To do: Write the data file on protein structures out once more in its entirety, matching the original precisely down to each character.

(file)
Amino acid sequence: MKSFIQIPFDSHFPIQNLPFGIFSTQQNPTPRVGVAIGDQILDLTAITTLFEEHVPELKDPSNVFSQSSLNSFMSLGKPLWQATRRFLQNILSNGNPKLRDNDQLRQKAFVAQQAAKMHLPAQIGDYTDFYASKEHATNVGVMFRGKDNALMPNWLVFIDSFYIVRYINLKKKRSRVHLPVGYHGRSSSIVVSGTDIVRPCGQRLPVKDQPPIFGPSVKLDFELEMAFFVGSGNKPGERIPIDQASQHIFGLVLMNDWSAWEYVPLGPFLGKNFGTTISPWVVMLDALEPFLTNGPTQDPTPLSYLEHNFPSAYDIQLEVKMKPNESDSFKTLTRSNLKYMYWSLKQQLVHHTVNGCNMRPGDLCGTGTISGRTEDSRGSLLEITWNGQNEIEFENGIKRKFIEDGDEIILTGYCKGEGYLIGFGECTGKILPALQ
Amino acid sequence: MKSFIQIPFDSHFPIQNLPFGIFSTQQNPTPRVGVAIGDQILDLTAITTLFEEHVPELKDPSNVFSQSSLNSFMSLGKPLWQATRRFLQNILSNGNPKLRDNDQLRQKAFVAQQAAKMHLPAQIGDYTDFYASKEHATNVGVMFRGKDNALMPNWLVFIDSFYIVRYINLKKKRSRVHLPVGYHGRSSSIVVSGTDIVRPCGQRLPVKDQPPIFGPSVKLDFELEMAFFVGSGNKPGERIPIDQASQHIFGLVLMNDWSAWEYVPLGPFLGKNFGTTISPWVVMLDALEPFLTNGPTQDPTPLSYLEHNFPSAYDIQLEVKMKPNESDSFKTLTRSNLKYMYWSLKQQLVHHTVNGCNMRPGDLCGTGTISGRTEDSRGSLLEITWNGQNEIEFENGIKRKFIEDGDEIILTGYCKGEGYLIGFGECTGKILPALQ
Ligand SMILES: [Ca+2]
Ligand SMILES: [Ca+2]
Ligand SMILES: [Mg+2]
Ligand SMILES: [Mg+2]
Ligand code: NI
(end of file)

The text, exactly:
Amino acid sequence: MKSFIQIPFDSHFPIQNLPFGIFSTQQNPTPRVGVAIGDQILDLTAITTLFEEHVPELKDPSNVFSQSSLNSFMSLGKPLWQATRRFLQNILSNGNPKLRDNDQLRQKAFVAQQAAKMHLPAQIGDYTDFYASKEHATNVGVMFRGKDNALMPNWLVFIDSFYIVRYINLKKKRSRVHLPVGYHGRSSSIVVSGTDIVRPCGQRLPVKDQPPIFGPSVKLDFELEMAFFVGSGNKPGERIPIDQASQHIFGLVLMNDWSAWEYVPLGPFLGKNFGTTISPWVVMLDALEPFLTNGPTQDPTPLSYLEHNFPSAYDIQLEVKMKPNESDSFKTLTRSNLKYMYWSLKQQLVHHTVNGCNMRPGDLCGTGTISGRTEDSRGSLLEITWNGQNEIEFENGIKRKFIEDGDEIILTGYCKGEGYLIGFGECTGKILPALQ
Amino acid sequence: MKSFIQIPFDSHFPIQNLPFGIFSTQQNPTPRVGVAIGDQILDLTAITTLFEEHVPELKDPSNVFSQSSLNSFMSLGKPLWQATRRFLQNILSNGNPKLRDNDQLRQKAFVAQQAAKMHLPAQIGDYTDFYASKEHATNVGVMFRGKDNALMPNWLVFIDSFYIVRYINLKKKRSRVHLPVGYHGRSSSIVVSGTDIVRPCGQRLPVKDQPPIFGPSVKLDFELEMAFFVGSGNKPGERIPIDQASQHIFGLVLMNDWSAWEYVPLGPFLGKNFGTTISPWVVMLDALEPFLTNGPTQDPTPLSYLEHNFPSAYDIQLEVKMKPNESDSFKTLTRSNLKYMYWSLKQQLVHHTVNGCNMRPGDLCGTGTISGRTEDSRGSLLEITWNGQNEIEFENGIKRKFIEDGDEIILTGYCKGEGYLIGFGECTGKILPALQ
Ligand SMILES: [Ca+2]
Ligand SMILES: [Ca+2]
Ligand SMILES: [Mg+2]
Ligand SMILES: [Mg+2]
Ligand code: NI